Another mechanism of pseudogene function lies in its ability to affect mRNA stability through interactions with miRNA. miRNA typically pairs with the 3’ untranslated region of an mRNA transcript and causes degradation or lower expression levels. One example of how pseudogene mRNA transcripts interact with miRNA is in the relationship between PTEN, a tumor suppressor, and its pseudogene PTENP1. In one study, the PTENP1 pseudogene mRNA binds to miRNA and has decreased the concentration of the functional miRNA within the cell. In this way, PTENP1 allows the PTEN mRNA to escape miRNA repression. Another study is exploring the regulatory relationship between heat shock proteins, Hsp90, and its associated pseudogenes HSP90AA1 and HSP90AA2. Heat shock proteins actively express and account for two percent of all expressed proteins. These proteins, through microarray data, have numerous retrotransposed pseudogenes.
Historically, pseudogenes were referred to as "junk DNA" due to their location in non-coding sequences of the genome. However, recent studies have begun to unravel various functions of pseudogenes and their mRNA transcripts. These functions vary in regulatory roles, and they include antisense RNA, siRNA, miRNA-like, and miRNA binding or inhibiting properties.
Pseudogenes are located diffusely throughout the genome. Due to the sequence similarity between pseudogenes and their functional counterparts, it is often difficult for scientists as misidentification errors can and do occur frequently. Additionally, not every gene within the genome has associated pseudogenes. Some genes even have paralogous pseudogenes, that, with evolution, have been able to insert into different chromosomes from their functional gene copies. However, the identification of pseudogenes is significant and necessary to understand their molecular role in disease as well as their relationship to their functional gene copy.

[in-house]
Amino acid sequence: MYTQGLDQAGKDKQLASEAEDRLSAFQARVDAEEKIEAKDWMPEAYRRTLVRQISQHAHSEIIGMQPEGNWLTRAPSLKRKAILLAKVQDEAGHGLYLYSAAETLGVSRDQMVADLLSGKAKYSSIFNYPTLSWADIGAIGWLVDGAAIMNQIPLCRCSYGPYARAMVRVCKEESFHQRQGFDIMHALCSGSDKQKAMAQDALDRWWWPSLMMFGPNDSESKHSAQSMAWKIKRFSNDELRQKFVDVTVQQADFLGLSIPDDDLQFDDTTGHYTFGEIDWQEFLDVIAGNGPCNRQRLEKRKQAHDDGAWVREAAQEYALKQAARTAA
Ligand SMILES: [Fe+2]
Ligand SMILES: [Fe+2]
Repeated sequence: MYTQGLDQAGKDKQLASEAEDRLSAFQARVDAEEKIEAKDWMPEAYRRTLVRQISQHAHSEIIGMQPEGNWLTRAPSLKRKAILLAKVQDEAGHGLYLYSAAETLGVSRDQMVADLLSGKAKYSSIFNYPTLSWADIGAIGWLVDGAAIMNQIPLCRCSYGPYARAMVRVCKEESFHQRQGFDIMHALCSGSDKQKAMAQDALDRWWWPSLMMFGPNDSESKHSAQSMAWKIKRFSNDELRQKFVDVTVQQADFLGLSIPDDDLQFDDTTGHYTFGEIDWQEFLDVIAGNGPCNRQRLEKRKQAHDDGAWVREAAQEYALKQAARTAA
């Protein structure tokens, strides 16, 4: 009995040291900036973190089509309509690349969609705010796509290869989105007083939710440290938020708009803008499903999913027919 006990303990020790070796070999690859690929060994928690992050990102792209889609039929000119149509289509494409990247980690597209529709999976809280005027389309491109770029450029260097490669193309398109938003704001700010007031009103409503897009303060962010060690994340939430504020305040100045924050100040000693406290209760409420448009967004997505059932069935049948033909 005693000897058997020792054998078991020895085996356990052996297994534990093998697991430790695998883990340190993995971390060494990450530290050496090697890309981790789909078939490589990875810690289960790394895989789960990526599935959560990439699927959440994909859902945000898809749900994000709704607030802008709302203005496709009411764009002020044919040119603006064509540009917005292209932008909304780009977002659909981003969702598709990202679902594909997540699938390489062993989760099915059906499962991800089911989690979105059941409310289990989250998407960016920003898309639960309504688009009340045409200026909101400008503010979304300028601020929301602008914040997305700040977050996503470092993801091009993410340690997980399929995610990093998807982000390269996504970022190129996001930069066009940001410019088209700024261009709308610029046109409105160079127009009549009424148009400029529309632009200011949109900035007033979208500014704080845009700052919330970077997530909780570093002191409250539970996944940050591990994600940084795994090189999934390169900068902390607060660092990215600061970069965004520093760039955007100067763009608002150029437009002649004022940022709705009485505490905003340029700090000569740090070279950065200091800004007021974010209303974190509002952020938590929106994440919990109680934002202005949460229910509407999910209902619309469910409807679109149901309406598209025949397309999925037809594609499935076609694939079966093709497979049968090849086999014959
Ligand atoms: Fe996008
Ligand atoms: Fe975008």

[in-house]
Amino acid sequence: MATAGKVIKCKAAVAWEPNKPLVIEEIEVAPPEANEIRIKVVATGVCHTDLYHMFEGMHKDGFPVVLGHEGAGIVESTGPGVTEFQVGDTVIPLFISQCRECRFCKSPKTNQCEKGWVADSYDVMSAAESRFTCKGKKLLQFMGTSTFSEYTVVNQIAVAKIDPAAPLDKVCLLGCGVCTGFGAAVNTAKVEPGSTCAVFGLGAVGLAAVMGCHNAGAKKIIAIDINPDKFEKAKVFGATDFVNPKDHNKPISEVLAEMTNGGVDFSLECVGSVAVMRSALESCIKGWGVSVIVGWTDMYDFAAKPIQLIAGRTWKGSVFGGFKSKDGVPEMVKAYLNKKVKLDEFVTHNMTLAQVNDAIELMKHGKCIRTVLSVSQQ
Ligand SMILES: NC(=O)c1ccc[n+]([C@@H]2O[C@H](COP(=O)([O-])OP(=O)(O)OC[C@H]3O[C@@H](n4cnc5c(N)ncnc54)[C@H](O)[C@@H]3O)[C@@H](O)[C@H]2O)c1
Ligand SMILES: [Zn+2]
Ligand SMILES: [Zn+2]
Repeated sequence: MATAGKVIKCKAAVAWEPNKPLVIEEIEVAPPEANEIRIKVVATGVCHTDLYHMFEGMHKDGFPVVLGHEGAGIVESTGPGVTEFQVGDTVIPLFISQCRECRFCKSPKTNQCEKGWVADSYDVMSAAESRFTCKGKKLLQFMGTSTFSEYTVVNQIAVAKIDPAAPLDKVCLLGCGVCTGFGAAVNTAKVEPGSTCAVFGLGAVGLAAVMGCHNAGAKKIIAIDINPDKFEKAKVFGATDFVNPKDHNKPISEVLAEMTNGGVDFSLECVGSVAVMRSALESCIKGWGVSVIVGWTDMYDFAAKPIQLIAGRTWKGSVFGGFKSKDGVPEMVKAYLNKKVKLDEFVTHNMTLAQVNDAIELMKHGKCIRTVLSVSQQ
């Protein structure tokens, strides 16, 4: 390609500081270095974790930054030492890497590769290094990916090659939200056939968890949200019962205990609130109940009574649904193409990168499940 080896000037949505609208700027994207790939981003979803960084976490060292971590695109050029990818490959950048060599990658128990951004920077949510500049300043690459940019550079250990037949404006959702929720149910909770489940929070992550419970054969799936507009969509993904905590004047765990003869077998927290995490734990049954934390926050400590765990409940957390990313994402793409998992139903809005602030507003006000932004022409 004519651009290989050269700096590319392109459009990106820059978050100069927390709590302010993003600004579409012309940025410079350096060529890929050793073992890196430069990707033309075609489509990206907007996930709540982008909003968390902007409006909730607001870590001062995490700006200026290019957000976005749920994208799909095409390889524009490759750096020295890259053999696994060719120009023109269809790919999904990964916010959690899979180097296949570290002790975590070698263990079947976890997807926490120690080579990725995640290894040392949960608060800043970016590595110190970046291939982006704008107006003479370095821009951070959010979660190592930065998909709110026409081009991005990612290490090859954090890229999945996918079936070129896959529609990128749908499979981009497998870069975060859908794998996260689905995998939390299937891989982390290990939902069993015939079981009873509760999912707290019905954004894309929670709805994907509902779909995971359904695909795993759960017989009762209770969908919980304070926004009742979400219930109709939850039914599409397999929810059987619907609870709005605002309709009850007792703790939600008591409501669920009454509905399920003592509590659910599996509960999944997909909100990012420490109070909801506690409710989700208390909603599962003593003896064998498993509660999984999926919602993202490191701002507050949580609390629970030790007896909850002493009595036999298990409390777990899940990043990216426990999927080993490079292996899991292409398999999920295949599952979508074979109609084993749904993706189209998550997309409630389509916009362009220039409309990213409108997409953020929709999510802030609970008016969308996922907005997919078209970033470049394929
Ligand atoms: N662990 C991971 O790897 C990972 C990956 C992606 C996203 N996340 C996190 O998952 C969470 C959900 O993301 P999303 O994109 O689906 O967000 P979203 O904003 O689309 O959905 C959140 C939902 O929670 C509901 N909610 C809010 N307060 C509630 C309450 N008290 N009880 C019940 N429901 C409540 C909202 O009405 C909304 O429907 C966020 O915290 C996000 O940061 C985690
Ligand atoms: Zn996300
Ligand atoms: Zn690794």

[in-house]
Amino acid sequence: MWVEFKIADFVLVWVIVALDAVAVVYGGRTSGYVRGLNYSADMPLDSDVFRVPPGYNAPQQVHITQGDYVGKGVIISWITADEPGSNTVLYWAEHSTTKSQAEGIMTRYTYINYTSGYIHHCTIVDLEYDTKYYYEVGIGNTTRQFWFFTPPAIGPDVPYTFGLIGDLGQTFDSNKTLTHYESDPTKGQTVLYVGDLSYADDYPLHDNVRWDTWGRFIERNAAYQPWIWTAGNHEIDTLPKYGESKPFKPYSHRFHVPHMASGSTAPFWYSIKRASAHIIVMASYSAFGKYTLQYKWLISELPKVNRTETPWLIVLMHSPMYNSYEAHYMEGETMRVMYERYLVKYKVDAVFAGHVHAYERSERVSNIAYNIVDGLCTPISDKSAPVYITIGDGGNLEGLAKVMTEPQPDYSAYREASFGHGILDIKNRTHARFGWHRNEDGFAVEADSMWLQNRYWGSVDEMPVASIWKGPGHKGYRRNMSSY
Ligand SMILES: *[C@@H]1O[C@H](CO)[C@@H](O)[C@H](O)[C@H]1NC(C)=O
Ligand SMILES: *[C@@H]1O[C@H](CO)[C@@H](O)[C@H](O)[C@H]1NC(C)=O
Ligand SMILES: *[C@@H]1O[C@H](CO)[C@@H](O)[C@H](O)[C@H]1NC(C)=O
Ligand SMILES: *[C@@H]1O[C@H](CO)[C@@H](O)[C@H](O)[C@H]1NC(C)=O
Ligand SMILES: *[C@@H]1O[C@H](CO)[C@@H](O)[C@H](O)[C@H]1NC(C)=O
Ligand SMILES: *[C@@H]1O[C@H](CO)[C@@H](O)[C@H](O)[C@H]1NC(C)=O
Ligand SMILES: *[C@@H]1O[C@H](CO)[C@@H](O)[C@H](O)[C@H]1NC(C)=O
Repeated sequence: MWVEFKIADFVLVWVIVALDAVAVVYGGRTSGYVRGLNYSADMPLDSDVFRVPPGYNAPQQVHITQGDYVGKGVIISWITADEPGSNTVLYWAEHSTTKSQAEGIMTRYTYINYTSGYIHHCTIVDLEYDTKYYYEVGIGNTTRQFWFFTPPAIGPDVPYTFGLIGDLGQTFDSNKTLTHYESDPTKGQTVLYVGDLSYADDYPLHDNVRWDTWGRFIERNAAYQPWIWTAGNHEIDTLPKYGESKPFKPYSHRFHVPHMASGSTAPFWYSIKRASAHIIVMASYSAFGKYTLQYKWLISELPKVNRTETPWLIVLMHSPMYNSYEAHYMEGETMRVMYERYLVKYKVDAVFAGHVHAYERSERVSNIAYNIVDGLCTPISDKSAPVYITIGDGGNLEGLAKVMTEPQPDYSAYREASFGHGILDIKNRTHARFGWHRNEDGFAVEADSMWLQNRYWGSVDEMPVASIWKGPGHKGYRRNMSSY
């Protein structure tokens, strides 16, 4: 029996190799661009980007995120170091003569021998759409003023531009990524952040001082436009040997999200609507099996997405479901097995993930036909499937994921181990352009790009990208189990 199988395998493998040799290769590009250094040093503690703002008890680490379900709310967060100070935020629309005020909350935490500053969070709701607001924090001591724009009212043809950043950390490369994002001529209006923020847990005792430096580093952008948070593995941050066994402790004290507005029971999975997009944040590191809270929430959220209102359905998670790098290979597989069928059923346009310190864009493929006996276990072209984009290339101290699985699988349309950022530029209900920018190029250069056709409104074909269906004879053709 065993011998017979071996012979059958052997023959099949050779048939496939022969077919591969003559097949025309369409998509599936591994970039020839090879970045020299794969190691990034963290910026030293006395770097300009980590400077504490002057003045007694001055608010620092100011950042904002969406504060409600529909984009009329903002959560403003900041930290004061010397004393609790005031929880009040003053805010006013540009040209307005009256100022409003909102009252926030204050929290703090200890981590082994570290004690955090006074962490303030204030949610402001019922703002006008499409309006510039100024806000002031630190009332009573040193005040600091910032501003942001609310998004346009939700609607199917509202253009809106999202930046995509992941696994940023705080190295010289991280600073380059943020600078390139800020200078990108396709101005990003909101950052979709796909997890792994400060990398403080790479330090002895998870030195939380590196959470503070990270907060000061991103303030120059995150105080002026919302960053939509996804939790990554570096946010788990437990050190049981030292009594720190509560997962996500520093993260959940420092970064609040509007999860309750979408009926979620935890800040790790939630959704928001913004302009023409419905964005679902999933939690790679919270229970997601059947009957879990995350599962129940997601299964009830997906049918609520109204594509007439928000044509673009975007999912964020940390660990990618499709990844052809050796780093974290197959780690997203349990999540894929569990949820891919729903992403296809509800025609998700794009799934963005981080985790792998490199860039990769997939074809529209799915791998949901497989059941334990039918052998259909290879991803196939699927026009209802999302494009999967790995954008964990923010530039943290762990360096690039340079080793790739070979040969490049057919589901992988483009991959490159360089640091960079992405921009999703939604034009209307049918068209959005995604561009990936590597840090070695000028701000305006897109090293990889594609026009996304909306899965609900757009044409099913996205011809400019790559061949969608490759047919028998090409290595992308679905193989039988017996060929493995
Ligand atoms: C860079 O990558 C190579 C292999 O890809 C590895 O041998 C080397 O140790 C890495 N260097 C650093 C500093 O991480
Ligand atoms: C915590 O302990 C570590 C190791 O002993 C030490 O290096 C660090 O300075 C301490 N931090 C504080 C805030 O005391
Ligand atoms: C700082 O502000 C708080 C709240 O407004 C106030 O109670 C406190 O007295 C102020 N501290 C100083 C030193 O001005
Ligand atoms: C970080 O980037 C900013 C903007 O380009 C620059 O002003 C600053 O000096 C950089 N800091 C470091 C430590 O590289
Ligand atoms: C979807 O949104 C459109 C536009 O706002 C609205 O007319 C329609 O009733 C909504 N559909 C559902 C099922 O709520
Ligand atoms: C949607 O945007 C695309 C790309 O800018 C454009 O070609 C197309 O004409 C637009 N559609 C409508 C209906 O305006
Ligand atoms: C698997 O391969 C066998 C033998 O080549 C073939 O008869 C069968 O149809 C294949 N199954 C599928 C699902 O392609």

The identification of pseudogenes is especially difficult when they originate from mitochondrial DNA that retrotransposed into nuclear DNA. The complexity of identification may be able to be overcome using in silico analysis, which utilizes a homology-based, whole-genome approach. While the identification of pseudogenes is continually evolving and is a current work in progress. Many independent groups, such as REGEXP, PseudoFinder, RetroFinder, PseudoPipe, and GIS-PET, have an ongoing effort to standardize the identification of pseudogenes.
Pseudogenes play an essential role in comparative studies regarding genomics as they can provide a record of ancient genes. They are used to determine the rate of gene duplication and follow the evolution of sequence changes in organisms. Thus, pseudogenes are unique and helpful for phylogenetic studies.
Additionally, pseudogenes play essential parts in gene regulation. Research has shown that pseudogenes code for RNA transcripts that can regulate their respective parental copy genes. Through this level of regulation, pseudogene products can increase or decrease the level of expression of these parental genes and their protein products.